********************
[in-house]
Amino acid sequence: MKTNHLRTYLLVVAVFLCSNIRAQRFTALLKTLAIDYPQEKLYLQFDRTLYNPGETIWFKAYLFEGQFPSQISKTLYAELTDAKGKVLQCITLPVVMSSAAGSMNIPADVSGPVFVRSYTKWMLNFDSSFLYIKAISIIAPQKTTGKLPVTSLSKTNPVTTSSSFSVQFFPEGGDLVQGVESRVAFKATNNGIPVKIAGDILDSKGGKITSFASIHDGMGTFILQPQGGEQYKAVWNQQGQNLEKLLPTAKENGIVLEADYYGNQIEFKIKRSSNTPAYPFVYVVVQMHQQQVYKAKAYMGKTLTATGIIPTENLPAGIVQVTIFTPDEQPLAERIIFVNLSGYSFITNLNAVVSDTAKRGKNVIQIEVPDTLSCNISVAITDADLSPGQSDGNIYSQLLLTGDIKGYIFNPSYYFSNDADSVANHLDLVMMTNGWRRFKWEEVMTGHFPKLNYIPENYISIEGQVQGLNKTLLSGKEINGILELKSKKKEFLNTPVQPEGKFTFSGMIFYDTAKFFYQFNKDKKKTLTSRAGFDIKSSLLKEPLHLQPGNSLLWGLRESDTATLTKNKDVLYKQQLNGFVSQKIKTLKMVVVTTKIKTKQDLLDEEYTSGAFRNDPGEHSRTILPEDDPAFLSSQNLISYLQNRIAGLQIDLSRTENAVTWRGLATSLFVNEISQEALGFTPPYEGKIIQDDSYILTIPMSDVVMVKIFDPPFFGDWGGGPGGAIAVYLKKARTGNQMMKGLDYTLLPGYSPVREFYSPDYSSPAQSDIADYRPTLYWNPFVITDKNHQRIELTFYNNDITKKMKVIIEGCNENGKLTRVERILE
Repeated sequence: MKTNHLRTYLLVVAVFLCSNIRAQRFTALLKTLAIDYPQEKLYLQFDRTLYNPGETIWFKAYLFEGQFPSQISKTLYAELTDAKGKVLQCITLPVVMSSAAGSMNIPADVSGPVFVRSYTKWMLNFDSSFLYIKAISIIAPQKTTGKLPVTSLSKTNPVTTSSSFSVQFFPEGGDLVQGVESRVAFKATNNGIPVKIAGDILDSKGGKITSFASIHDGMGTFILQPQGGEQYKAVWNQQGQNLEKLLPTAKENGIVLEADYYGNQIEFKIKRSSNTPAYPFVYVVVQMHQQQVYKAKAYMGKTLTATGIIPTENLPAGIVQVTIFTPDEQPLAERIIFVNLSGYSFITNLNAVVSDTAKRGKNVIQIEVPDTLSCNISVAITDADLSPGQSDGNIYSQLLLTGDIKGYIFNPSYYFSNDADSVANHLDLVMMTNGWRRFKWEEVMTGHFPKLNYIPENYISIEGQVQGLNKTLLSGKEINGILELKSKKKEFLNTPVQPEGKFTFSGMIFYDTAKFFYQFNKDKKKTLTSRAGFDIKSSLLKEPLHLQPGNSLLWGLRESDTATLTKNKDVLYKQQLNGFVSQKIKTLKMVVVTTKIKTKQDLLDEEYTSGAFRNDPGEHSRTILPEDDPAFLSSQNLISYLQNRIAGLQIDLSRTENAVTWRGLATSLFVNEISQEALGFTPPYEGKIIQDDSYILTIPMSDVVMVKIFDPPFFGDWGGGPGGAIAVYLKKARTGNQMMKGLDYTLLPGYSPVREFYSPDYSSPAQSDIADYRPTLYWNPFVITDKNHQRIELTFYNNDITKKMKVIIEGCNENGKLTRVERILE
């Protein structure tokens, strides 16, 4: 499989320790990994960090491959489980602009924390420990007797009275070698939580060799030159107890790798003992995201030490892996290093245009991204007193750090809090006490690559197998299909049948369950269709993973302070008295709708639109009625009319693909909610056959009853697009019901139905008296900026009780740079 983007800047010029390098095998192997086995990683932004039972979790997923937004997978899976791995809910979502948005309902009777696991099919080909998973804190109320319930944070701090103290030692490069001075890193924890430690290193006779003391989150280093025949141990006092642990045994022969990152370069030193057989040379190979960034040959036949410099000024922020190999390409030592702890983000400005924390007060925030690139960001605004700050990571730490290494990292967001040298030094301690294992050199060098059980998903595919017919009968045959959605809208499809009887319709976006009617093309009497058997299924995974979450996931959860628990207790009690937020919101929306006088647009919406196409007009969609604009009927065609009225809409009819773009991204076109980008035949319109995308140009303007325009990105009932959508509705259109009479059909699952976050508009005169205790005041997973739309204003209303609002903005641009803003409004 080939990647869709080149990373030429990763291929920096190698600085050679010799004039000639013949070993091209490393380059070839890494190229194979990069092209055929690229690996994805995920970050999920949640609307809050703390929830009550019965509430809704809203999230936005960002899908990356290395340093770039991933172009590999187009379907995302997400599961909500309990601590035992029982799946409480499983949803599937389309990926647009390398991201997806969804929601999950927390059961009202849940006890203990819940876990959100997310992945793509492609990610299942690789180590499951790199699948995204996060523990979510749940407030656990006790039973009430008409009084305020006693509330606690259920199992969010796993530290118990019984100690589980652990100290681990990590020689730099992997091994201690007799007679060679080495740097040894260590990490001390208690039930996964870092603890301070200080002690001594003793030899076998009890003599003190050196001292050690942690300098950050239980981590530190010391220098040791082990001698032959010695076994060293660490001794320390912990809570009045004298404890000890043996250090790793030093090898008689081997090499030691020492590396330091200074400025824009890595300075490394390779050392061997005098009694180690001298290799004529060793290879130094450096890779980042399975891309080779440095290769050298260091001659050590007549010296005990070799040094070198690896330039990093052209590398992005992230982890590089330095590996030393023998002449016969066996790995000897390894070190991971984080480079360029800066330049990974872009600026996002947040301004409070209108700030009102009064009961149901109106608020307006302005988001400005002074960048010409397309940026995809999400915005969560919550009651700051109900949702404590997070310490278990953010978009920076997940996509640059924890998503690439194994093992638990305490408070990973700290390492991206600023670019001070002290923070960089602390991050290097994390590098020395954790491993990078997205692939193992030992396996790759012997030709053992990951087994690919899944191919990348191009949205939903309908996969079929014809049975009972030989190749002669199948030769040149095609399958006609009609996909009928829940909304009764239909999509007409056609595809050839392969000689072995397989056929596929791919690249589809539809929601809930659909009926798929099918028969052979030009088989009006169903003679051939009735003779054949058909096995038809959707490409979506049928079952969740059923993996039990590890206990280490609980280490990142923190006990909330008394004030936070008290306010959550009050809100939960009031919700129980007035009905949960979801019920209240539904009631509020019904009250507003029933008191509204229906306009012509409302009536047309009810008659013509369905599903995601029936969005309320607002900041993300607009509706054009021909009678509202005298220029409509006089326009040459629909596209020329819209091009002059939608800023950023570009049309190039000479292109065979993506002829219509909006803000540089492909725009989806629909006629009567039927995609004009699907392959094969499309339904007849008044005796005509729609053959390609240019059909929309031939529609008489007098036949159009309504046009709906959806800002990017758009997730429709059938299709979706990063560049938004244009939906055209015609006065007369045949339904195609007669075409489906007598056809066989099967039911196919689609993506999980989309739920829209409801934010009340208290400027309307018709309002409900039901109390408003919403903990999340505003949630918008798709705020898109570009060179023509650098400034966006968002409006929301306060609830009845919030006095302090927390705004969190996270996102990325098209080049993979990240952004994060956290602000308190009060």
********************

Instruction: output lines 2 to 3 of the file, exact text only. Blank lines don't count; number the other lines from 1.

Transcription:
Amino acid sequence: MKTNHLRTYLLVVAVFLCSNIRAQRFTALLKTLAIDYPQEKLYLQFDRTLYNPGETIWFKAYLFEGQFPSQISKTLYAELTDAKGKVLQCITLPVVMSSAAGSMNIPADVSGPVFVRSYTKWMLNFDSSFLYIKAISIIAPQKTTGKLPVTSLSKTNPVTTSSSFSVQFFPEGGDLVQGVESRVAFKATNNGIPVKIAGDILDSKGGKITSFASIHDGMGTFILQPQGGEQYKAVWNQQGQNLEKLLPTAKENGIVLEADYYGNQIEFKIKRSSNTPAYPFVYVVVQMHQQQVYKAKAYMGKTLTATGIIPTENLPAGIVQVTIFTPDEQPLAERIIFVNLSGYSFITNLNAVVSDTAKRGKNVIQIEVPDTLSCNISVAITDADLSPGQSDGNIYSQLLLTGDIKGYIFNPSYYFSNDADSVANHLDLVMMTNGWRRFKWEEVMTGHFPKLNYIPENYISIEGQVQGLNKTLLSGKEINGILELKSKKKEFLNTPVQPEGKFTFSGMIFYDTAKFFYQFNKDKKKTLTSRAGFDIKSSLLKEPLHLQPGNSLLWGLRESDTATLTKNKDVLYKQQLNGFVSQKIKTLKMVVVTTKIKTKQDLLDEEYTSGAFRNDPGEHSRTILPEDDPAFLSSQNLISYLQNRIAGLQIDLSRTENAVTWRGLATSLFVNEISQEALGFTPPYEGKIIQDDSYILTIPMSDVVMVKIFDPPFFGDWGGGPGGAIAVYLKKARTGNQMMKGLDYTLLPGYSPVREFYSPDYSSPAQSDIADYRPTLYWNPFVITDKNHQRIELTFYNNDITKKMKVIIEGCNENGKLTRVERILE
Repeated sequence: MKTNHLRTYLLVVAVFLCSNIRAQRFTALLKTLAIDYPQEKLYLQFDRTLYNPGETIWFKAYLFEGQFPSQISKTLYAELTDAKGKVLQCITLPVVMSSAAGSMNIPADVSGPVFVRSYTKWMLNFDSSFLYIKAISIIAPQKTTGKLPVTSLSKTNPVTTSSSFSVQFFPEGGDLVQGVESRVAFKATNNGIPVKIAGDILDSKGGKITSFASIHDGMGTFILQPQGGEQYKAVWNQQGQNLEKLLPTAKENGIVLEADYYGNQIEFKIKRSSNTPAYPFVYVVVQMHQQQVYKAKAYMGKTLTATGIIPTENLPAGIVQVTIFTPDEQPLAERIIFVNLSGYSFITNLNAVVSDTAKRGKNVIQIEVPDTLSCNISVAITDADLSPGQSDGNIYSQLLLTGDIKGYIFNPSYYFSNDADSVANHLDLVMMTNGWRRFKWEEVMTGHFPKLNYIPENYISIEGQVQGLNKTLLSGKEINGILELKSKKKEFLNTPVQPEGKFTFSGMIFYDTAKFFYQFNKDKKKTLTSRAGFDIKSSLLKEPLHLQPGNSLLWGLRESDTATLTKNKDVLYKQQLNGFVSQKIKTLKMVVVTTKIKTKQDLLDEEYTSGAFRNDPGEHSRTILPEDDPAFLSSQNLISYLQNRIAGLQIDLSRTENAVTWRGLATSLFVNEISQEALGFTPPYEGKIIQDDSYILTIPMSDVVMVKIFDPPFFGDWGGGPGGAIAVYLKKARTGNQMMKGLDYTLLPGYSPVREFYSPDYSSPAQSDIADYRPTLYWNPFVITDKNHQRIELTFYNNDITKKMKVIIEGCNENGKLTRVERILE